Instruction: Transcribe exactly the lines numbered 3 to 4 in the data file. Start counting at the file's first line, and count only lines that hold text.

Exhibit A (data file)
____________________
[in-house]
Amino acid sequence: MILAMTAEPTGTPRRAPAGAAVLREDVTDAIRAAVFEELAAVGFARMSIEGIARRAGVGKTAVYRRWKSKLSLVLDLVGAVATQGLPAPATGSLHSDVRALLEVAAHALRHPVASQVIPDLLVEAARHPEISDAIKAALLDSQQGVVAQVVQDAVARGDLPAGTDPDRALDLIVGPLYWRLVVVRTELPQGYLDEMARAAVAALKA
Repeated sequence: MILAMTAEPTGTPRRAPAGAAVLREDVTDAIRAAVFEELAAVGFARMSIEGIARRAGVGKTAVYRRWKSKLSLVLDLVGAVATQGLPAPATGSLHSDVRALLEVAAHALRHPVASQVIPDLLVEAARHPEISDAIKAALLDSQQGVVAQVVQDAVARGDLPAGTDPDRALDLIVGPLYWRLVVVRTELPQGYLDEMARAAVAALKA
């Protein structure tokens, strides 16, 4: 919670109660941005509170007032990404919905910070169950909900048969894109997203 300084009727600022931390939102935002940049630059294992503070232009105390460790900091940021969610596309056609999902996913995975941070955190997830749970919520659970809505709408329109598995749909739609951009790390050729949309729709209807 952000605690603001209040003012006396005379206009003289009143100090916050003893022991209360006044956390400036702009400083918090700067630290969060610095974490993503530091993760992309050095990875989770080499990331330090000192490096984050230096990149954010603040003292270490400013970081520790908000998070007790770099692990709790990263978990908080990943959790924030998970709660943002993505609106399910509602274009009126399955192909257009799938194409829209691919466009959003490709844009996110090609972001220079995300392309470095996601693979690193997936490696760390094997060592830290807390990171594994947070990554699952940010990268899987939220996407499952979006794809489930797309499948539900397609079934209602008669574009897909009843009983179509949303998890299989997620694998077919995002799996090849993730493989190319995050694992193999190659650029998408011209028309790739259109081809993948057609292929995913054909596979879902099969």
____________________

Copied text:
Repeated sequence: MILAMTAEPTGTPRRAPAGAAVLREDVTDAIRAAVFEELAAVGFARMSIEGIARRAGVGKTAVYRRWKSKLSLVLDLVGAVATQGLPAPATGSLHSDVRALLEVAAHALRHPVASQVIPDLLVEAARHPEISDAIKAALLDSQQGVVAQVVQDAVARGDLPAGTDPDRALDLIVGPLYWRLVVVRTELPQGYLDEMARAAVAALKA
């Protein structure tokens, strides 16, 4: 919670109660941005509170007032990404919905910070169950909900048969894109997203 300084009727600022931390939102935002940049630059294992503070232009105390460790900091940021969610596309056609999902996913995975941070955190997830749970919520659970809505709408329109598995749909739609951009790390050729949309729709209807 952000605690603001209040003012006396005379206009003289009143100090916050003893022991209360006044956390400036702009400083918090700067630290969060610095974490993503530091993760992309050095990875989770080499990331330090000192490096984050230096990149954010603040003292270490400013970081520790908000998070007790770099692990709790990263978990908080990943959790924030998970709660943002993505609106399910509602274009009126399955192909257009799938194409829209691919466009959003490709844009996110090609972001220079995300392309470095996601693979690193997936490696760390094997060592830290807390990171594994947070990554699952940010990268899987939220996407499952979006794809489930797309499948539900397609079934209602008669574009897909009843009983179509949303998890299989997620694998077919995002799996090849993730493989190319995050694992193999190659650029998408011209028309790739259109081809993948057609292929995913054909596979879902099969």